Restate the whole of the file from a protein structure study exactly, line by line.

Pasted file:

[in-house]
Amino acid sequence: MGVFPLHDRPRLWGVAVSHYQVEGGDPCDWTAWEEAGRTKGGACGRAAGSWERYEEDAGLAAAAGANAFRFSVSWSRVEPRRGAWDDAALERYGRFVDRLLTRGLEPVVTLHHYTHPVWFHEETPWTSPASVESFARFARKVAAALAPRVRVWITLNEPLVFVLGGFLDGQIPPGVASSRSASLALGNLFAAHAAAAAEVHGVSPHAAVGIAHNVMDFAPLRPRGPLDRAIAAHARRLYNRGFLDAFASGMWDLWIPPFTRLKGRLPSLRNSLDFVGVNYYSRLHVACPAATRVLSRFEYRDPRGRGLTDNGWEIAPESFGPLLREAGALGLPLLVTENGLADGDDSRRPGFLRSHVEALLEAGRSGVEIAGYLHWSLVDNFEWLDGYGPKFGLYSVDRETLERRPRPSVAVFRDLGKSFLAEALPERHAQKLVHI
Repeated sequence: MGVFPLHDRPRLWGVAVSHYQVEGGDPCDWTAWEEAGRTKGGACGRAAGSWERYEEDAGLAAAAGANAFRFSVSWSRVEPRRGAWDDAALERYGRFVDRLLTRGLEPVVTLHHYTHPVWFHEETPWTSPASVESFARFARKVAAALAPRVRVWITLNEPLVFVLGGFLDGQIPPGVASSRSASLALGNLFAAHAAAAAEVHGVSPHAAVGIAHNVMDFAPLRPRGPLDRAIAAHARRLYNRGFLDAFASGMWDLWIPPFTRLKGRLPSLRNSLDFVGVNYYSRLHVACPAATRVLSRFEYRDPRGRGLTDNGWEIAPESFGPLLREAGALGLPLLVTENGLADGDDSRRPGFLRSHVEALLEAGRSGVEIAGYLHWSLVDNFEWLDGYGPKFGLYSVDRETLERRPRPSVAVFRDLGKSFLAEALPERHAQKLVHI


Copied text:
[in-house]
Amino acid sequence: MGVFPLHDRPRLWGVAVSHYQVEGGDPCDWTAWEEAGRTKGGACGRAAGSWERYEEDAGLAAAAGANAFRFSVSWSRVEPRRGAWDDAALERYGRFVDRLLTRGLEPVVTLHHYTHPVWFHEETPWTSPASVESFARFARKVAAALAPRVRVWITLNEPLVFVLGGFLDGQIPPGVASSRSASLALGNLFAAHAAAAAEVHGVSPHAAVGIAHNVMDFAPLRPRGPLDRAIAAHARRLYNRGFLDAFASGMWDLWIPPFTRLKGRLPSLRNSLDFVGVNYYSRLHVACPAATRVLSRFEYRDPRGRGLTDNGWEIAPESFGPLLREAGALGLPLLVTENGLADGDDSRRPGFLRSHVEALLEAGRSGVEIAGYLHWSLVDNFEWLDGYGPKFGLYSVDRETLERRPRPSVAVFRDLGKSFLAEALPERHAQKLVHI
Repeated sequence: MGVFPLHDRPRLWGVAVSHYQVEGGDPCDWTAWEEAGRTKGGACGRAAGSWERYEEDAGLAAAAGANAFRFSVSWSRVEPRRGAWDDAALERYGRFVDRLLTRGLEPVVTLHHYTHPVWFHEETPWTSPASVESFARFARKVAAALAPRVRVWITLNEPLVFVLGGFLDGQIPPGVASSRSASLALGNLFAAHAAAAAEVHGVSPHAAVGIAHNVMDFAPLRPRGPLDRAIAAHARRLYNRGFLDAFASGMWDLWIPPFTRLKGRLPSLRNSLDFVGVNYYSRLHVACPAATRVLSRFEYRDPRGRGLTDNGWEIAPESFGPLLREAGALGLPLLVTENGLADGDDSRRPGFLRSHVEALLEAGRSGVEIAGYLHWSLVDNFEWLDGYGPKFGLYSVDRETLERRPRPSVAVFRDLGKSFLAEALPERHAQKLVHI